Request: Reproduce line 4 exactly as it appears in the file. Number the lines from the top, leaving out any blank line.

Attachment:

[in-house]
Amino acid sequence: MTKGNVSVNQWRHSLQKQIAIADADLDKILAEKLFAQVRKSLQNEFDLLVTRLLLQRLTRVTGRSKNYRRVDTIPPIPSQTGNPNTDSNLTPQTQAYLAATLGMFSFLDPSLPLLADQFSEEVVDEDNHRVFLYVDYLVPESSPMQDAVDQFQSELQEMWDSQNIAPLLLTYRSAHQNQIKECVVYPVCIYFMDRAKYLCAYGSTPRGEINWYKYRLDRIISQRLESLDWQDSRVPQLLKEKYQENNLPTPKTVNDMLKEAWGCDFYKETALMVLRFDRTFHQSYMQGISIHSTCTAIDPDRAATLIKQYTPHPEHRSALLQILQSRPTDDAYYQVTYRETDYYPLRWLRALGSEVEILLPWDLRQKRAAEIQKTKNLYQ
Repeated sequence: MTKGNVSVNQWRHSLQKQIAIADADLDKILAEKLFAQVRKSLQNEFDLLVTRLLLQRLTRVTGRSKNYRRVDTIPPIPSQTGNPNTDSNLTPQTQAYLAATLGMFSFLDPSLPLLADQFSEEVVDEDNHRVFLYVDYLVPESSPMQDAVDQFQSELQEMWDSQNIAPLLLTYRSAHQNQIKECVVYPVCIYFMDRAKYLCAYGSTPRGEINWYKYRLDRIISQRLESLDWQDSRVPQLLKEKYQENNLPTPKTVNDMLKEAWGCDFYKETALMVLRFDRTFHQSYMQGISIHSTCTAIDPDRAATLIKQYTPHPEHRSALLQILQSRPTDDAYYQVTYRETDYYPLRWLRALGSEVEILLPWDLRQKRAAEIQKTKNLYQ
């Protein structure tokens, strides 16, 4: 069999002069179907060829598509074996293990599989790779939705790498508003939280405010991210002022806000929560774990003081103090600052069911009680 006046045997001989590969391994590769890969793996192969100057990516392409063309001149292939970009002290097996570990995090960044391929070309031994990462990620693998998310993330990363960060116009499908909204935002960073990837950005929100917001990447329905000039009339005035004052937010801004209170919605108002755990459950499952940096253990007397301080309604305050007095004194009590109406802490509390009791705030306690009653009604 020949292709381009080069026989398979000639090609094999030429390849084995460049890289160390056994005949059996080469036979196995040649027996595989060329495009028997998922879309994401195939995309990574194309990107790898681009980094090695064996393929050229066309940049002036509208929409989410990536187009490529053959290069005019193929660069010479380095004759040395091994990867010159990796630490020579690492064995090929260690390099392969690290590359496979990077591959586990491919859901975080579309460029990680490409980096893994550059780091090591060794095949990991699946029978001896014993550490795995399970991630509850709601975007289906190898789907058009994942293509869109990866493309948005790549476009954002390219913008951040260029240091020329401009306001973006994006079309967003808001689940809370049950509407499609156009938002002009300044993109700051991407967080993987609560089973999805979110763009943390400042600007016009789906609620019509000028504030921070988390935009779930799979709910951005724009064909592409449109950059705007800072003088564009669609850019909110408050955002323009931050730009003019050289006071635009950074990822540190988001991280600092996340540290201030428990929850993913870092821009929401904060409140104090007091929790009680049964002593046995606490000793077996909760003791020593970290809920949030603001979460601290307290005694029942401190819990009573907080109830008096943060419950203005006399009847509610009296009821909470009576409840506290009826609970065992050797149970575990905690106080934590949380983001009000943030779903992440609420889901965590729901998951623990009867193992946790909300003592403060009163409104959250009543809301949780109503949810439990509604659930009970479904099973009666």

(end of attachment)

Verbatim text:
């Protein structure tokens, strides 16, 4: 069999002069179907060829598509074996293990599989790779939705790498508003939280405010991210002022806000929560774990003081103090600052069911009680 006046045997001989590969391994590769890969793996192969100057990516392409063309001149292939970009002290097996570990995090960044391929070309031994990462990620693998998310993330990363960060116009499908909204935002960073990837950005929100917001990447329905000039009339005035004052937010801004209170919605108002755990459950499952940096253990007397301080309604305050007095004194009590109406802490509390009791705030306690009653009604 020949292709381009080069026989398979000639090609094999030429390849084995460049890289160390056994005949059996080469036979196995040649027996595989060329495009028997998922879309994401195939995309990574194309990107790898681009980094090695064996393929050229066309940049002036509208929409989410990536187009490529053959290069005019193929660069010479380095004759040395091994990867010159990796630490020579690492064995090929260690390099392969690290590359496979990077591959586990491919859901975080579309460029990680490409980096893994550059780091090591060794095949990991699946029978001896014993550490795995399970991630509850709601975007289906190898789907058009994942293509869109990866493309948005790549476009954002390219913008951040260029240091020329401009306001973006994006079309967003808001689940809370049950509407499609156009938002002009300044993109700051991407967080993987609560089973999805979110763009943390400042600007016009789906609620019509000028504030921070988390935009779930799979709910951005724009064909592409449109950059705007800072003088564009669609850019909110408050955002323009931050730009003019050289006071635009950074990822540190988001991280600092996340540290201030428990929850993913870092821009929401904060409140104090007091929790009680049964002593046995606490000793077996909760003791020593970290809920949030603001979460601290307290005694029942401190819990009573907080109830008096943060419950203005006399009847509610009296009821909470009576409840506290009826609970065992050797149970575990905690106080934590949380983001009000943030779903992440609420889901965590729901998951623990009867193992946790909300003592403060009163409104959250009543809301949780109503949810439990509604659930009970479904099973009666």